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The Jewish Press of Tampa and the Jewish Press of Pinellas County are Independently- owned biweekly Jewish community newspapers published in cooperation with and supported by the Tampa JCC & Federation and the Jewish Federation of Pinellas & Pasco Counties, respectively. Copyright © 2009-2017 The Jewish Press Group of Tampa Bay, Inc., All Rights Reserved. 


 

October 6, 2017  RSS feed
Culture

Text: T T T

The one thing I learned about achievement

Editor’s Note: Iris Ruth Pastor will discuss her book, Tales of a Bulimic Babe – Simple Wisdom to Live the Life You Crave, on Sunday, Oct. 29, at 10:30 a.m. at the Bryan Glazer Family JCC as part of the Jewish Festival of Books and Conversations.

Riddle: What’s an annual event that costs money to attend, pits you against the most talented and enterprising, and gives you no more than two minutes to strut your stuff?

Hint: Jewish authors travel near and far to attend, in the hopes of enticing representatives from cities across the nation to invite them to speak in their communities.

Answer: The Annual Jewish Book Council Conference in New York City every spring. Six hundred fifty attend. Two hundred fifty present. I was a presenter.

The first crisis was figuring out what to wear.

A smashingly original outfit? That would be my cheerleading costume.

Something boho and outrageous? That would be my flowing magenta sequined robe, cowboy boots and denim skirt.

Boring and innocuous? Black no-wrinkle trousers and a cream colored blouse.

I consulted my sister - more of a fashion guru than me. “Lose the boho - you’re outrageous enough,” she admonished me. “And leave the cheerleading costume home in the closet. For Pete sakes, you’re sixty-nine years old. Can’t you act like a professional for once?

“Wear the pants and blouse and throw on a strand of pearls.”

I took her advice - reluctantly. Well, actually, quite begrudgingly. And in a pissy mood.

The second crisis was not to be tripped into stunned silence when I read the roster and saw the presenters’ awards, degrees, and experiences. All far “outweighing” mine. Pun intended.

Oh sure, I too had done something out of the box - bingeing and purging in secret for forty-six years. But somehow the fact that I had shed both the secret and the behavior and wrote a memoir about my bulimia dimmed when compared to Yale degrees, Pulitzer Prizes, literary awards...

Time ticked by. In alphabetical order, each participant walked up to the podium, leaned into the microphone, and dazzled - or at least attempted to dazzle - the audience.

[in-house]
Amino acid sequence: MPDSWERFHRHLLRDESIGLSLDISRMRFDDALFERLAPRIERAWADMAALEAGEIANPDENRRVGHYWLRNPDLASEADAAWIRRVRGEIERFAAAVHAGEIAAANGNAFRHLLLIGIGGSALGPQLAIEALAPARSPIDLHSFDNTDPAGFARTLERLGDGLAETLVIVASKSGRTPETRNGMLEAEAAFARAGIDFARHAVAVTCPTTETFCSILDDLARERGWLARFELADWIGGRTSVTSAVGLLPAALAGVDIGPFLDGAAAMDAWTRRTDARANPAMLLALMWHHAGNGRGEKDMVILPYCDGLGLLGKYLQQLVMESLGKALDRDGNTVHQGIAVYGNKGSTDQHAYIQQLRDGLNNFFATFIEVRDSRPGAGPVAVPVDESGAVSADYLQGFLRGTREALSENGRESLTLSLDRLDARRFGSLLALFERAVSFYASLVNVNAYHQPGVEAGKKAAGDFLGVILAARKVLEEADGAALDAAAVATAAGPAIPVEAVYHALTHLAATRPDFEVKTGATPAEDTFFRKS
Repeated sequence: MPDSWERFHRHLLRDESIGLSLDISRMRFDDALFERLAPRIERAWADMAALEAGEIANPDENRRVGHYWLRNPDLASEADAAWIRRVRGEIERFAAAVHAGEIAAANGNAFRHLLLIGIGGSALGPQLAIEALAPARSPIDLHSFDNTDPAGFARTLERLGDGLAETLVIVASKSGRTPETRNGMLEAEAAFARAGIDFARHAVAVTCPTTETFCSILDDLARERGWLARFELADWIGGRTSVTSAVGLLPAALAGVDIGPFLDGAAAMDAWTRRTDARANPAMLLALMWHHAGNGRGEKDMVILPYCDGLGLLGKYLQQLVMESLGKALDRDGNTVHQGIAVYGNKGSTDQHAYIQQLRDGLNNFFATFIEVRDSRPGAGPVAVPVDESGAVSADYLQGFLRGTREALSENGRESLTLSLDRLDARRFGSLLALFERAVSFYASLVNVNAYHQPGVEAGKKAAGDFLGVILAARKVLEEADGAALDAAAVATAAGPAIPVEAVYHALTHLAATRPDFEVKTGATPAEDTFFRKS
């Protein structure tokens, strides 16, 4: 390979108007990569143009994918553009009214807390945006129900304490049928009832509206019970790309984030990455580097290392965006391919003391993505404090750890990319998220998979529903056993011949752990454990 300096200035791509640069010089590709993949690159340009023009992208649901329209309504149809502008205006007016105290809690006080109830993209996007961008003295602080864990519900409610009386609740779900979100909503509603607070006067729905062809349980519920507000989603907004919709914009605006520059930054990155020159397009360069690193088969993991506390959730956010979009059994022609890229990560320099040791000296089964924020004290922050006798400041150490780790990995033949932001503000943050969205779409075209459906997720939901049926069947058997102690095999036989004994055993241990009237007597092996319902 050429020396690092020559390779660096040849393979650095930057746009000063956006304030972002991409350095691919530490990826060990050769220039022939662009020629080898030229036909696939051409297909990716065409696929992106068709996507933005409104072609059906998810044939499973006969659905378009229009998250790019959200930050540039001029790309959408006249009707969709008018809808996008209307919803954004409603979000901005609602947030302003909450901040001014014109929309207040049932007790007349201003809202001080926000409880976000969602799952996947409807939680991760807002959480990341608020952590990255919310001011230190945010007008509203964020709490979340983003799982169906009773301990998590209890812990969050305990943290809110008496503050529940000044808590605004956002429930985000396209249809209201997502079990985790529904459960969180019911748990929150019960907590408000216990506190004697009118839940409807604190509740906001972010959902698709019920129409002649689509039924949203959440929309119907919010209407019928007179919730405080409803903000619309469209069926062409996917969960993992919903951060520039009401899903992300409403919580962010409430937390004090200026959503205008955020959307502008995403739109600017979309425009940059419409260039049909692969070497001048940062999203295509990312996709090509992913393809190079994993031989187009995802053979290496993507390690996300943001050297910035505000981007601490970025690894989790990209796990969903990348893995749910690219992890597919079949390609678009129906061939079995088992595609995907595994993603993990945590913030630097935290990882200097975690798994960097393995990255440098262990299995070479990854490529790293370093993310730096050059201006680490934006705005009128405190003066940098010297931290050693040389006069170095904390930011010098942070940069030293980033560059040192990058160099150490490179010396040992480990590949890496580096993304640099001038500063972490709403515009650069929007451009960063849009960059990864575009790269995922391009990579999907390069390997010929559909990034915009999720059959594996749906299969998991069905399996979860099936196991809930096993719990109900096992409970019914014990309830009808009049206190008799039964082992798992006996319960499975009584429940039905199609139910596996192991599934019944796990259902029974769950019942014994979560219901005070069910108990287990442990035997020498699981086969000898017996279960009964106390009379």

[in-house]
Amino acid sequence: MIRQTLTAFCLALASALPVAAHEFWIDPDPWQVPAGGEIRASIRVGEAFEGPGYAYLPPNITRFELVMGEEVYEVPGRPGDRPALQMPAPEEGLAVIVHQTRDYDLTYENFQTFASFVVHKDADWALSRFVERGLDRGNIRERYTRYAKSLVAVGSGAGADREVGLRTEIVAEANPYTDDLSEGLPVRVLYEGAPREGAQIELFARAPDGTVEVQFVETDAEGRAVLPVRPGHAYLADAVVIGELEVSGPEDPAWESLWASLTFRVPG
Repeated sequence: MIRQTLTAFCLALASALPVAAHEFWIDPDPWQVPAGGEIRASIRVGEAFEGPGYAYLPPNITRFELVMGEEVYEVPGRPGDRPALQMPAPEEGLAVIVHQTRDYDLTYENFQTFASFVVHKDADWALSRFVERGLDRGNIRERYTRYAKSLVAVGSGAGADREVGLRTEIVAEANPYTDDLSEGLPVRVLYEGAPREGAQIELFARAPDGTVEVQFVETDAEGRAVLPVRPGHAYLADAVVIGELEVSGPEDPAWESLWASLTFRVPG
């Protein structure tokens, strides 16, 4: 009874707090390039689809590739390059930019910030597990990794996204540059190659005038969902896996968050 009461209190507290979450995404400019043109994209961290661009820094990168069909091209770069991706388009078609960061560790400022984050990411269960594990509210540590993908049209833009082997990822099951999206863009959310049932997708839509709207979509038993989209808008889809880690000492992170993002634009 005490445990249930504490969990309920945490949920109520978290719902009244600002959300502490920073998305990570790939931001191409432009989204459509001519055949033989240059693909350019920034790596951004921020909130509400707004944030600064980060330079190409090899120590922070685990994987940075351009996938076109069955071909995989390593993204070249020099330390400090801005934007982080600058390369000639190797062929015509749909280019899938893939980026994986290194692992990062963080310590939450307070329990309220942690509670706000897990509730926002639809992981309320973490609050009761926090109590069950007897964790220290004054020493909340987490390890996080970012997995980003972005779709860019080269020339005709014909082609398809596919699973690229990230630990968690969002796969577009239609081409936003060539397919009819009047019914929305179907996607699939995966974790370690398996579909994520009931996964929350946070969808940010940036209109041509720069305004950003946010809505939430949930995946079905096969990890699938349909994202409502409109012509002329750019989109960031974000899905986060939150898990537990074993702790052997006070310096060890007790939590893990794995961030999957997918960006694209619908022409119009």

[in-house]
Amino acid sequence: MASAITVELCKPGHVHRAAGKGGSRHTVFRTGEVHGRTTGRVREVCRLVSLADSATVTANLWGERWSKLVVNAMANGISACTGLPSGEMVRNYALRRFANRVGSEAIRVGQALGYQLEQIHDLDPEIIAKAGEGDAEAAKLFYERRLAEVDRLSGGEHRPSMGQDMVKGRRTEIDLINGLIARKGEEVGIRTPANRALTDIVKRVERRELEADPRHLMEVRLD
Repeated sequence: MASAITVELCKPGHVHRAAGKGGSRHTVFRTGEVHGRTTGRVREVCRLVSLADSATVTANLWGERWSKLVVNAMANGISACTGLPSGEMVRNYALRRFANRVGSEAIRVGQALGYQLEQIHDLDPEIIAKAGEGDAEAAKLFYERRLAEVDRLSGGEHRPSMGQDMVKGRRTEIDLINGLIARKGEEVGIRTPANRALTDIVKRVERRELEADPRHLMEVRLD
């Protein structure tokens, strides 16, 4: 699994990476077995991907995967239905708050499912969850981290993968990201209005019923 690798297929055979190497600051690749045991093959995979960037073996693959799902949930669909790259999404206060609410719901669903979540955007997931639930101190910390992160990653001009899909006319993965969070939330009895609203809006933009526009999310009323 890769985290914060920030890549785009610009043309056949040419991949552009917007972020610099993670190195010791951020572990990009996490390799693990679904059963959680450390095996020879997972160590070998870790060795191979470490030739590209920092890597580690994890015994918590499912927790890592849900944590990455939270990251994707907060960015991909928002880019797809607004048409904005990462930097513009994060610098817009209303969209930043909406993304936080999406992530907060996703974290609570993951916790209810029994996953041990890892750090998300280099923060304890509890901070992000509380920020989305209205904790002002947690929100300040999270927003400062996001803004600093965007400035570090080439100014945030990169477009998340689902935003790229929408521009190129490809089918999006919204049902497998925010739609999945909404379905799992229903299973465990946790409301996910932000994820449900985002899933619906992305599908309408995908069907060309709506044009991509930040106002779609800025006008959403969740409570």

My mind wandered.

Please don’t let me trip over my pants leg on the way to the podium.

Please let them laugh, not scowl, at my joke about ED not standing for Erectile Dysfunction, but Eating Disorder.

Please don’t let my presentation run past two minutes, cutting off my monologue mid-sentence.

I presented in a blur:

What it felt like to be thin

How I figured out how to eat all kinds of “forbidden” foods and not pack on pounds

And how I could remain skinny and eat goodies - by bingeing and purging.

I told them it felt good to oust the secret

It felt good to stop sabotaging my aspirations

To stop letting my demons rule and my strengths and talents languish

I wanted to say more:

I bet I’m not the only one who comes unglued at the site of a mound of caramels on a coffee table top

I’m not the only one whose late-night eating is “her bitch”

Whose scale rules her mood

Who berates herself for indulging in a second (or third) slice of chocolate cake

I wanted to say more:

That I cried as the needle on the scale inched further and further north

That whenever I wriggled into too tight jeans, I vowed to start a strict diet the very next day

That I started every diet with high hopes and great resolve, only to go off it at the first stirrings of hunger

That I wished my mood depended less on how much I weighed and more on my accomplishments, effort and talents

That I got more attention when I was thin and blended-in with the crowd when I was not

There wasn’t time. Instead, I said:

Shedding my story helps me once again realize that people who love you love you in spite of your imperfections

Nobody can make you feel as bad as you make yourself feel

Weight: it’s the battle so many fight - privately and/or publicly

I’ve been there. There’s a way out.

Life is as good as you decide to make it

Life is good because I decided to make it this way

There was silence when I finished. And then resounding applause. And that’s when I realized maybe I had done something pretty awesome after all.

Writing this book set my inner demon free.

I hope reading it will do the same for yours.

Tales of a Bulimic Babe – Simple Wisdom to Live the Life You Crave by Iris Ruth Pastor.


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